his vial upon the great river Euphrates." This "vial" is one of the
seven "vials of the wrath of God" (16:1). Thus, it is the wrath of
God, not Turkey, that dries up the Euphrates! What does it mean? Brace
yourself. If the "waters" represent "people," and if the vial of wrath
falls on the water, then this means God's wrath will finally be poured
upon people who steadfastly continue supporting Mystery Babylon.
When Heaven's judgments fall on the swirling waters of
Babylon-supporting people, reality will be inescapable. They will
realize they've been misled. Then they will "hate the whore, and shall
make her desolate and naked, and shall eat her flesh, and burn her
with fire." Revelation 17:16. Thus their misplaced support for a false
system will vanish. This is how Babylon's water will dry up, preparing
the way for "the kings of the east" (16:12).
In Old Testament days, Cyrus came from "the east" to conquer Babylon
(Isaiah 44:26-28; 46:11). The word, "east," means "sun rising," and
the name, "Cyrus," means, "sun." Cyrus came not to attack the Jews,
but as their Deliverer, and again, Cyrus was a type of Jesus Christ,
the "Sun of righteousness" (Malachi 4:2). In Revelation, God's angels
come from the east (7:2), and Jesus Himself said, "As the lightning
comes out of the east, and shines even to the west; so shall also the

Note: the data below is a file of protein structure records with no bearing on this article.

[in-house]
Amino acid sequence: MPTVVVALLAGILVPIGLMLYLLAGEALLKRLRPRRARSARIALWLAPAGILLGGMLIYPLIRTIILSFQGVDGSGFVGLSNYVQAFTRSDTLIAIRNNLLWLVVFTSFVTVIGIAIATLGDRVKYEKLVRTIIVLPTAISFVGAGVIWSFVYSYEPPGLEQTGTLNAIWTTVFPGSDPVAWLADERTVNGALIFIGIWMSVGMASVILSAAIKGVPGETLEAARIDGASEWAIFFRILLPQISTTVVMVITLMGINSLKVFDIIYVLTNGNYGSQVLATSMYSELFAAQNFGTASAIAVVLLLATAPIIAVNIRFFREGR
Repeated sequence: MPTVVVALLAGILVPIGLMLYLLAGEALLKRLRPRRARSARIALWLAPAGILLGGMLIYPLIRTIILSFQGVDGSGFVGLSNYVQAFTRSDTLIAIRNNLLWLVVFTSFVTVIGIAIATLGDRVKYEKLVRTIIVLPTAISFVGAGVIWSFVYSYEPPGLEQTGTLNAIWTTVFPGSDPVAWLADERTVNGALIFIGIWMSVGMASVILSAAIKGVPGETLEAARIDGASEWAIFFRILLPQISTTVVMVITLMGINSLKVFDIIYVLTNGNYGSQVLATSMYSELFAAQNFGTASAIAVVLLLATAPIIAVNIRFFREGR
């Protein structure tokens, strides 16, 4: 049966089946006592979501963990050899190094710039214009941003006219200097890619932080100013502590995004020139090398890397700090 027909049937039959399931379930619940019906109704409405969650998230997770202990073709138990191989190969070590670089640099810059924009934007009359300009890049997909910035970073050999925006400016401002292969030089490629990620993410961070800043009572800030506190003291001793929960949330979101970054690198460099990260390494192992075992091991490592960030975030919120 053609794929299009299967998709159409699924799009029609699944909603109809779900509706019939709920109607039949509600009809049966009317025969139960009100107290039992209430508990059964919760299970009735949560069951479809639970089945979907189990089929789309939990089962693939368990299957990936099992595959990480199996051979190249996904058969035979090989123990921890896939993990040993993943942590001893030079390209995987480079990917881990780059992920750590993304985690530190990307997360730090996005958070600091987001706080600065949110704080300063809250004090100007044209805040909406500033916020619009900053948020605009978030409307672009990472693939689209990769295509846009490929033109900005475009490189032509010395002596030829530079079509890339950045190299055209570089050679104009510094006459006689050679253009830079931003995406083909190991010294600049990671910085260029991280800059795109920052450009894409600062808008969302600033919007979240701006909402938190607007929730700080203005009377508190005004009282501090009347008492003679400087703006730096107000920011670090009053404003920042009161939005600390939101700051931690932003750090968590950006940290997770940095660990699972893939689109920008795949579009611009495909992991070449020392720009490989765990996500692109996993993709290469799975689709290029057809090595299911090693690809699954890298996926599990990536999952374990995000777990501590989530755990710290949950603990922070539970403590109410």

coming of the Son of man be" (Matthew 24:27, italics added). Therefore
just as Cyrus came from the east to deliver literal Israel from the
clutches of literal Babylon, even so will King Jesus descend from the
eastern skies with "the armies which were in heaven" (19:14) to
conquer spiritual Babylon and to deliver "the Israel of God" (Israel
Two) at Armageddon!
What about "Armageddon"? Surprisingly, this exact word is used only
once in the Bible, in Revelation 16:16. The Word says, "And he
gathered them together into a place called in the Hebrew tongue,
Armageddon." Honestly, there is no literal "place" anywhere on Earth
bearing this exact name. It's true, there is a valley north of
Jerusalem which was called "Megiddo" (Judges 5:19) in Bible days. It
was a place where the armies of Israel often met foreign enemies in
bloody battles. Because "Megiddo," sounds like, "Armageddon," millions